Lake Hibara

Lake Hibara

The rock slides caused by the steam eruption of Mt. Bandai in 1888 blocked countless rivers, and lead to the creation of over 300 lakes and ponds spread throughout the area. Lake Hibara is the largest of these lakes, and with a length of 10 km running along the ravine of the Hibara River, and a shoreline of 37 km, it is Japan's largest lake to be created by natural dams caused by a volcano eruption. Lake Hibara is now the focal point of tourism in the Urabandai region, and from rambling along sightseeing trails in summer to Japanese pond smelt fishing in the winter, there are countless ways for visitors to refresh and invigorate themselves. Guides are available with a reservation.

Venue Details

Venue Details
Websitehttps://www.urabandai-inf.com/en/
Contact

Urabandai Tourism Association

(+81) 241-32-2349

staff1@urabandai-inf.com

Best SeasonAll Year
ParkingAvailable
Access Details
AccessHibara, Kitashiobara, Yama District, Fukushima Pref.
View directions
Getting there

By Car: 25 min from the Inawashiro Bandaikogen I.C. exit off the Ban-etsu Expressway

By Train: From Inawashiro Station (JR Ban-etsu West Line), take the Bandai Toto Bus and get off at Onogawa-ko Iriguchi Bus Stop (小野川湖入口バス停)- this journey takes around 35 min. Then take the Free Community Bus to Lake Hibara, which takes an additional 35 min.

Nearby

The World Glassware Hall
Museums & Galleries

Kitakata Kura-no-Sato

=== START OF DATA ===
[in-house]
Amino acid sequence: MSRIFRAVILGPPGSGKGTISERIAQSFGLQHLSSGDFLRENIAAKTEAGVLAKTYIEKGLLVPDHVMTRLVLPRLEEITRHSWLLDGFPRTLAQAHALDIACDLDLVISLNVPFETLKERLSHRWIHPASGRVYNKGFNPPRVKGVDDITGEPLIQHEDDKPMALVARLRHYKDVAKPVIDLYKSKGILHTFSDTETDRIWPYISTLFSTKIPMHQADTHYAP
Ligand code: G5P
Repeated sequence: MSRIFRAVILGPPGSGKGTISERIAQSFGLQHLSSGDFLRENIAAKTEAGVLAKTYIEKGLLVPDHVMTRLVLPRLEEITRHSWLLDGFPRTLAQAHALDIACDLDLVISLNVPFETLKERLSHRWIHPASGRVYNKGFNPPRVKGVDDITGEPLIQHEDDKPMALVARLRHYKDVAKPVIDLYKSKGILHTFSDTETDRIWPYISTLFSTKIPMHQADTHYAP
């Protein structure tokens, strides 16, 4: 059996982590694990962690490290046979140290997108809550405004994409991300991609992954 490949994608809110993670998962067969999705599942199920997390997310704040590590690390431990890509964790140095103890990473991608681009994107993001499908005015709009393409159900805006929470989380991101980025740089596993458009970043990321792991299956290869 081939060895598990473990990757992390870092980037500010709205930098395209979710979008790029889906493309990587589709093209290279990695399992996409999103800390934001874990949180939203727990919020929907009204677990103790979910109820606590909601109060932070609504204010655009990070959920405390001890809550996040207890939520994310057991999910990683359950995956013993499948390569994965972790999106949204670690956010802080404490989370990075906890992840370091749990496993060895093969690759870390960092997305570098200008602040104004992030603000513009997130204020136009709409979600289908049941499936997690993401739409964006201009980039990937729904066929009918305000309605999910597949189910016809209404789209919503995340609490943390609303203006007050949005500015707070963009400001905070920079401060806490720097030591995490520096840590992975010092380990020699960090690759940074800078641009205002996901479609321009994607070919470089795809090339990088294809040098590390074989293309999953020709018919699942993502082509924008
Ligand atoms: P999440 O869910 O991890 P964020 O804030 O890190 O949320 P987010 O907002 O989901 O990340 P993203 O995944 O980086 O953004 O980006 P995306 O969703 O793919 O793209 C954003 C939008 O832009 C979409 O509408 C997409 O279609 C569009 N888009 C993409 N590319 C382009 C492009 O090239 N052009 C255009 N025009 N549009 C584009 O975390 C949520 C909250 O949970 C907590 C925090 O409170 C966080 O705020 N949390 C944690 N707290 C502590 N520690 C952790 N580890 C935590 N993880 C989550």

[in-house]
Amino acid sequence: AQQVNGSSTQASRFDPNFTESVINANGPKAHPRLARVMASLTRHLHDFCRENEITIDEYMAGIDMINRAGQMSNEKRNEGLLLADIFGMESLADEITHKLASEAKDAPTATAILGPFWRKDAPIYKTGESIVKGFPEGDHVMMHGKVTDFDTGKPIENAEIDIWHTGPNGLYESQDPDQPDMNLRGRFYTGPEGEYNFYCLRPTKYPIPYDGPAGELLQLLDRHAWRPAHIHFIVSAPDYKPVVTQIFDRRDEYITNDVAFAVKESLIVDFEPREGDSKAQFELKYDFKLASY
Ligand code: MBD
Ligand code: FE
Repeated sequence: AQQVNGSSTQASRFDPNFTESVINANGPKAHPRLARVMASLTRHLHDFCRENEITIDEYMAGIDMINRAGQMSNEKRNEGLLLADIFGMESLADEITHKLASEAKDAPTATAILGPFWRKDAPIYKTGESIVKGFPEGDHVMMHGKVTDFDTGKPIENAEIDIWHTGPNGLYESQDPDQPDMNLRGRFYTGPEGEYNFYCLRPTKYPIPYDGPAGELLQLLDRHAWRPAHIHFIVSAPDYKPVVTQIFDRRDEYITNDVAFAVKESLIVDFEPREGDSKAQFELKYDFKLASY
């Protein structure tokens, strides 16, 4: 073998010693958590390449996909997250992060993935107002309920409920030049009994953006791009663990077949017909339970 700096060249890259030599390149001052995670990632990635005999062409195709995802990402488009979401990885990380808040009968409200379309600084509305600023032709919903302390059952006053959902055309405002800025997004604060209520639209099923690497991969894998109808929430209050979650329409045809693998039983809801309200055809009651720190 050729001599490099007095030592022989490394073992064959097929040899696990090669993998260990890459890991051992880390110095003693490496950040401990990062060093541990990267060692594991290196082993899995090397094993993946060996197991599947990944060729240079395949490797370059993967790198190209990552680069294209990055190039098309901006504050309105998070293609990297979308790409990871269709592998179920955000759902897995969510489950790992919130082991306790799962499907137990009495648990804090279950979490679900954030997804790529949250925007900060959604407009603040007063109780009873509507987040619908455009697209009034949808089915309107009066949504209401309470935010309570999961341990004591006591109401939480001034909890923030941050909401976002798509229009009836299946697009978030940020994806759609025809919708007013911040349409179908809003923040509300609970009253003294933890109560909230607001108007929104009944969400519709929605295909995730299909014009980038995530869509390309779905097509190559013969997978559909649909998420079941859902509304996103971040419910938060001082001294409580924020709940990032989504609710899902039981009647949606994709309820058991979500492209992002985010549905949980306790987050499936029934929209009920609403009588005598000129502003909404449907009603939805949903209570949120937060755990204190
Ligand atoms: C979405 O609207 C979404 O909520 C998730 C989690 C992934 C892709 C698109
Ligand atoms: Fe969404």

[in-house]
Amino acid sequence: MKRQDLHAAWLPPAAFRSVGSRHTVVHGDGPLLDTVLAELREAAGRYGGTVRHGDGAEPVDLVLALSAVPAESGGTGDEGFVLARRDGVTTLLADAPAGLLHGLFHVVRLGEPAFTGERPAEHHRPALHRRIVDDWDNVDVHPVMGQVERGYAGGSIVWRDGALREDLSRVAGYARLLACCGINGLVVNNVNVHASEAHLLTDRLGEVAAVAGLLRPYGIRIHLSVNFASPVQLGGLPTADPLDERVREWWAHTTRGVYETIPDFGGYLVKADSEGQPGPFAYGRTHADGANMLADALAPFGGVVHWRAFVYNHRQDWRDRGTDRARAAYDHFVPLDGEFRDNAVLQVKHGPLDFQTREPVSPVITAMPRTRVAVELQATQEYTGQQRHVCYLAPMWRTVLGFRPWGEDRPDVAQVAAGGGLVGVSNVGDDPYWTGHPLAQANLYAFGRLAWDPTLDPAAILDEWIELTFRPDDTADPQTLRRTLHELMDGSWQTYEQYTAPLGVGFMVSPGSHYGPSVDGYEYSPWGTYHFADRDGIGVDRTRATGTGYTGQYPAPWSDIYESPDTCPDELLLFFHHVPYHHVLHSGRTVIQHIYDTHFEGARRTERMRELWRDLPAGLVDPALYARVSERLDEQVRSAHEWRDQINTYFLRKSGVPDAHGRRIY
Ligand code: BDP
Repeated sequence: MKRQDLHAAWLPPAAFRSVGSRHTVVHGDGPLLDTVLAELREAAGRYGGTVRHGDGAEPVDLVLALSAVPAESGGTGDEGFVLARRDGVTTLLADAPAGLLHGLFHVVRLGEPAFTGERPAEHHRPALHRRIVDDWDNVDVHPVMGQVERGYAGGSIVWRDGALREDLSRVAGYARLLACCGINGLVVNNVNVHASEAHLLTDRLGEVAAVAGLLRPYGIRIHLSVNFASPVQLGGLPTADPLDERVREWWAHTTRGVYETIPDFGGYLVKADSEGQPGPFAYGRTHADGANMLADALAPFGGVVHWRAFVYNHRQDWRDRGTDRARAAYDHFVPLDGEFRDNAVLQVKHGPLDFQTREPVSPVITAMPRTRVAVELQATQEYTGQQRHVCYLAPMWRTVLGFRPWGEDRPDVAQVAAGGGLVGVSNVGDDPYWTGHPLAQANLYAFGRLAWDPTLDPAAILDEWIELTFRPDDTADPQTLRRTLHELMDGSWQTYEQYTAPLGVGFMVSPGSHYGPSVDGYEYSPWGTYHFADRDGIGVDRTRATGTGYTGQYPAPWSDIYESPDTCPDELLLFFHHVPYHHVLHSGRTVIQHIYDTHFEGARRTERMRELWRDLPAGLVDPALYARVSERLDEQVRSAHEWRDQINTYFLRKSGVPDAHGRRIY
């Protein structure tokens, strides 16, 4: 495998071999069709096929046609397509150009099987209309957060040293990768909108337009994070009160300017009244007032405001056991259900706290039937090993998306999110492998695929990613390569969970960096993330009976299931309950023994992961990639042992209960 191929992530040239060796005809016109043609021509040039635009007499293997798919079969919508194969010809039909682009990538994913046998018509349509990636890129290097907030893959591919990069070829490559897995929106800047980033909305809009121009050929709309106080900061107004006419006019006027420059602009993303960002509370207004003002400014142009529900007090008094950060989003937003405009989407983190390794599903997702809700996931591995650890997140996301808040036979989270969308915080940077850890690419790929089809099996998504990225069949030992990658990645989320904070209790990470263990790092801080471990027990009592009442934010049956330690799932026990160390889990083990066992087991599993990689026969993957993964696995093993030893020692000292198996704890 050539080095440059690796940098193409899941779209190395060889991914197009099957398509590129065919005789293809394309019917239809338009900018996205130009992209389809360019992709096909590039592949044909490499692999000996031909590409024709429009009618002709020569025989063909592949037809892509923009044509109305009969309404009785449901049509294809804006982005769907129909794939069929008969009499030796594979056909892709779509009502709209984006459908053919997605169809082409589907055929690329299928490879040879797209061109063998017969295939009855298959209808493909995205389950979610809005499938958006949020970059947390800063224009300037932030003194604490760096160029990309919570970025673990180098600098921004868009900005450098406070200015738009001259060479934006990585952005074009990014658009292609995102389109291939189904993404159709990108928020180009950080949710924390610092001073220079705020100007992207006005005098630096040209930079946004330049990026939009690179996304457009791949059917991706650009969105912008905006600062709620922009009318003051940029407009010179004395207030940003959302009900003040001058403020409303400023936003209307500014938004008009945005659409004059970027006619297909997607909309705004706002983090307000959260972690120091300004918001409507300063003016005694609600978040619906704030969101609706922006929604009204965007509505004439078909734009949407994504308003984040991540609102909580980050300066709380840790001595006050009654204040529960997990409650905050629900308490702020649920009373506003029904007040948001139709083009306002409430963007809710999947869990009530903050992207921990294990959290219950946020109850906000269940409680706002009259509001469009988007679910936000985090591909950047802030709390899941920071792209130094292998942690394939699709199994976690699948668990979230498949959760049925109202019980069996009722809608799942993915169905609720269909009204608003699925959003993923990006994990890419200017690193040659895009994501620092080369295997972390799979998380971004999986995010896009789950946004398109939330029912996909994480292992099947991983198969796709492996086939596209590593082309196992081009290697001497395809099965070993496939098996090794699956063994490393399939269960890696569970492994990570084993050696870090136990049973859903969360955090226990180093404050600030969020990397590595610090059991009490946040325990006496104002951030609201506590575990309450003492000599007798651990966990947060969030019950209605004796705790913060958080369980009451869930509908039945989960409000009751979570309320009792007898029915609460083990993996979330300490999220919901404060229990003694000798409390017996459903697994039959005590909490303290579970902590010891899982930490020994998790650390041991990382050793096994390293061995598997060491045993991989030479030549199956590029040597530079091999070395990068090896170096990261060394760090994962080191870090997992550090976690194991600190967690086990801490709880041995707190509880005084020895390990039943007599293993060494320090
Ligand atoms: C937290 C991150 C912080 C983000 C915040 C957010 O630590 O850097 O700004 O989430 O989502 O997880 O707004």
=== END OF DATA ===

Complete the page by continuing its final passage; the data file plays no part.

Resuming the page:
Established in 1993, Kitakata Kura no Sato is a base for passing down the cultural tradition of building kura (traditional warehouses) and magariya (L-shaped houses), which are valuable parts of the lifestyle heritage of the Kitakata area. Ten traditional-style buildings stand within this 4,500 square-meter area. These include a mise-gura (a kura used as a shop), a miso-gura (kura for preserving miso paste), a kokumotsu-gura (a kura for storing grain), and a kura-zashiki (a kura used as a residence), as well as the residences of local officials (Go-gashira and Kimoiri) constructed around a courtyard. The landscape with its old warehouses and residences induces a sense of nostalgia in the minds of Japanese people. Each of the warehouses also serves as an exhibition space for various resources on different themes: stencils for Aizu dyeing; a photo gallery exhibiting the works of Minoru Kaneda, who introduced Kitakata to outsiders as the town of kura; Iwako Uryu, a social worker during the Meiji Period; Monzo Hasunuma, the leader of a youth movement group called Shuyodan; and the Kitakata Incident, which took place in the midst of the democratic movement during the Meiji Period. Visitors can also acquire background knowledge here before going on a tour to see the many kura that are dotted around the city of Kitakata.